Study

Mark-recapture and satellite tracking in rehabilitated juvenile grey seals (Halichoerus grypus): dispersal and potential effects on wild populations

  • Published source details Vincent C., Ridoux V., Fedak M.A. & Hassani S. (2002) Mark-recapture and satellite tracking in rehabilitated juvenile grey seals (Halichoerus grypus): dispersal and potential effects on wild populations. Aquatic Mammals, 28, 121-130

Actions

This study is summarised as evidence for the following.

Action Category

Rehabilitate and release injured, sick or weak marine and freshwater mammals

Action Link
Marine and Freshwater Mammal Conservation
  1. Rehabilitate and release injured, sick or weak marine and freshwater mammals

    A study in 1989–1999 of multiple sites in the North Atlantic Ocean, off the coast of Brittany, France (Vincent et al. 2002) found that at least a quarter of stranded grey seal pups Halichoerus grypus that were rehabilitated and released back into the wild survived and were re-sighted alive. Twenty-five of 92 (27%) rehabilitated seal pups were re-sighted alive 1–49 times up to five years after release. Nineteen pups (21%) were re-sighted dead. Survival was not known for the other 48 pups, which were not seen again. Seventeen of the seals re-sighted alive settled at two grey seal haul-out sites close to release sites or along the coast. Eight seals dispersed across the English Channel. In 1989–1999, ninety-two seal pups (aged a few days to a few months old) were found stranded and underweight and taken to a rehabilitation facility. They were released at sea after one month of rehabilitation (in 1989–1990) or after they reached a weight of 40–45 kg (in 1991–1999). All 92 pups were marked with flipper tags. Some were additionally marked with coloured markings (40 pups) or head tags (28 seals) or were photographed for identification (25 seals) or satellite-tagged (four seals). Opportunistic observations were made of released seals both on shore and at sea (dates not reported). The four satellite-tagged seals were tracked for 14–80 days in June–September 1997.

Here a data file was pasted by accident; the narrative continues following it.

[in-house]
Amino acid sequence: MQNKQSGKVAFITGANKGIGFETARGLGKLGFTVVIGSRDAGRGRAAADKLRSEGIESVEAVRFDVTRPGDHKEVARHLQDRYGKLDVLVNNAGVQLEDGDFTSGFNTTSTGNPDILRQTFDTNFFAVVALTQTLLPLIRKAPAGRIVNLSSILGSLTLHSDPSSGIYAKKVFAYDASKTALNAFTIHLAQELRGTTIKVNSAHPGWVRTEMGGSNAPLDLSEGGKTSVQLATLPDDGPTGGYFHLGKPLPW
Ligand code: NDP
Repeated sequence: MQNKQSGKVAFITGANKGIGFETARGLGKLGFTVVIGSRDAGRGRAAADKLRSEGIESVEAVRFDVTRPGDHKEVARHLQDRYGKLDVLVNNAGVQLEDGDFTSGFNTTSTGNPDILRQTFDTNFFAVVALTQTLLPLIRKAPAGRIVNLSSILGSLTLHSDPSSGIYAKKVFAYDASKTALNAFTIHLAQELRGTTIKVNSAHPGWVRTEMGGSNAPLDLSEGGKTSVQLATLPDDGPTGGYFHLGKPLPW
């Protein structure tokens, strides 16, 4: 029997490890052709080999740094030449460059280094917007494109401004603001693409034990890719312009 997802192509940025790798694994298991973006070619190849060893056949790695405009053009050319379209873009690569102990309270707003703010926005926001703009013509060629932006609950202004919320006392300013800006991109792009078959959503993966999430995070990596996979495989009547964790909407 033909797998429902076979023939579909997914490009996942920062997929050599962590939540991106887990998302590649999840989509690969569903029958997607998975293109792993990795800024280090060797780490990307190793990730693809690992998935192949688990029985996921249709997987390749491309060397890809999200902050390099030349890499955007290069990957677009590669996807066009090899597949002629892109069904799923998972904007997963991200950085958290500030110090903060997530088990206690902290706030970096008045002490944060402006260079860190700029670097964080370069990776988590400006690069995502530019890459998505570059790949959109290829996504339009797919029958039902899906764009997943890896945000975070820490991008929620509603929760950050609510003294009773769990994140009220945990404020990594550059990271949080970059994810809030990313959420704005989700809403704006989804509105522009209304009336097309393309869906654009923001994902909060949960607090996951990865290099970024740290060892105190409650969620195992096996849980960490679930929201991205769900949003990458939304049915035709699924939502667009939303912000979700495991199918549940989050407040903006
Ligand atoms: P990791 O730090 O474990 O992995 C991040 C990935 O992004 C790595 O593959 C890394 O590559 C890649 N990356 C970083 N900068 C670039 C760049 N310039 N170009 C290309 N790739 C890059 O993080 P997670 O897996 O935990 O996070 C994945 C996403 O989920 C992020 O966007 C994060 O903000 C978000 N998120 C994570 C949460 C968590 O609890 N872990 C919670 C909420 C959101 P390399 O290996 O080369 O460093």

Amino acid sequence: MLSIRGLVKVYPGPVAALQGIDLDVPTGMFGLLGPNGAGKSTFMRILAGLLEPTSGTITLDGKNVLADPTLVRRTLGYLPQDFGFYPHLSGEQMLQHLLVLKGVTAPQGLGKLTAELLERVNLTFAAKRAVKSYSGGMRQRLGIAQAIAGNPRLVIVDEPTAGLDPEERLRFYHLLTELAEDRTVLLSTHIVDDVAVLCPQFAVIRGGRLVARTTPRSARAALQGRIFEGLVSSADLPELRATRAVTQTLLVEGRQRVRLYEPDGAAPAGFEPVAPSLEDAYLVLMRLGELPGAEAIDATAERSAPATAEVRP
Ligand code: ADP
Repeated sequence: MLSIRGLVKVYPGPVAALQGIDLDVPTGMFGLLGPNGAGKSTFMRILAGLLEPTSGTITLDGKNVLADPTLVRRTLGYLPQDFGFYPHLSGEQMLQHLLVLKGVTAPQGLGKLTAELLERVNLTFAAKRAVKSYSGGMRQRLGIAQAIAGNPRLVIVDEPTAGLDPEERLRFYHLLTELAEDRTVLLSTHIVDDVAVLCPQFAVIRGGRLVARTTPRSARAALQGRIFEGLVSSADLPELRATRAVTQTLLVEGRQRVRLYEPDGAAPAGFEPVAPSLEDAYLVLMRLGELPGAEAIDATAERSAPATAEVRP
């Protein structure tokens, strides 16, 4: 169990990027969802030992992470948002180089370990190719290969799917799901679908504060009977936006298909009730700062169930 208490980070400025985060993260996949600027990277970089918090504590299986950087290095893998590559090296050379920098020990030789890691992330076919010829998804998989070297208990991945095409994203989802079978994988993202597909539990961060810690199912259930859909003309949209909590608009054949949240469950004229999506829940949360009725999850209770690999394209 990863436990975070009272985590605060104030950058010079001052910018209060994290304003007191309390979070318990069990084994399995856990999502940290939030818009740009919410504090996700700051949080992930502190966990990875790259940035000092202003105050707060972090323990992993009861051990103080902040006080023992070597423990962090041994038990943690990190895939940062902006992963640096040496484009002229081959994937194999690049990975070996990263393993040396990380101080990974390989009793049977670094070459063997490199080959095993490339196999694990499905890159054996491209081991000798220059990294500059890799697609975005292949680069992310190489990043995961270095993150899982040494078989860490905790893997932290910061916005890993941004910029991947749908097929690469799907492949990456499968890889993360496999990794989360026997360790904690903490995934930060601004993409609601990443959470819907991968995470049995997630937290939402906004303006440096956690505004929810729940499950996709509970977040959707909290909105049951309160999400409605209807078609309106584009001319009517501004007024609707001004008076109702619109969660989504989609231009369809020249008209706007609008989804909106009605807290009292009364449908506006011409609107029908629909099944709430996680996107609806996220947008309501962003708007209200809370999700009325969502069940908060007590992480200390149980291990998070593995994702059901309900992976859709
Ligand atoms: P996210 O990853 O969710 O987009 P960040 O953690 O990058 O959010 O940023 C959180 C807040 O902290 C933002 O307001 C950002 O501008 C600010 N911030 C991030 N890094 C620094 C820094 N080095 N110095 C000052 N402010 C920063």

(Summarised by: Anna Berthinussen)

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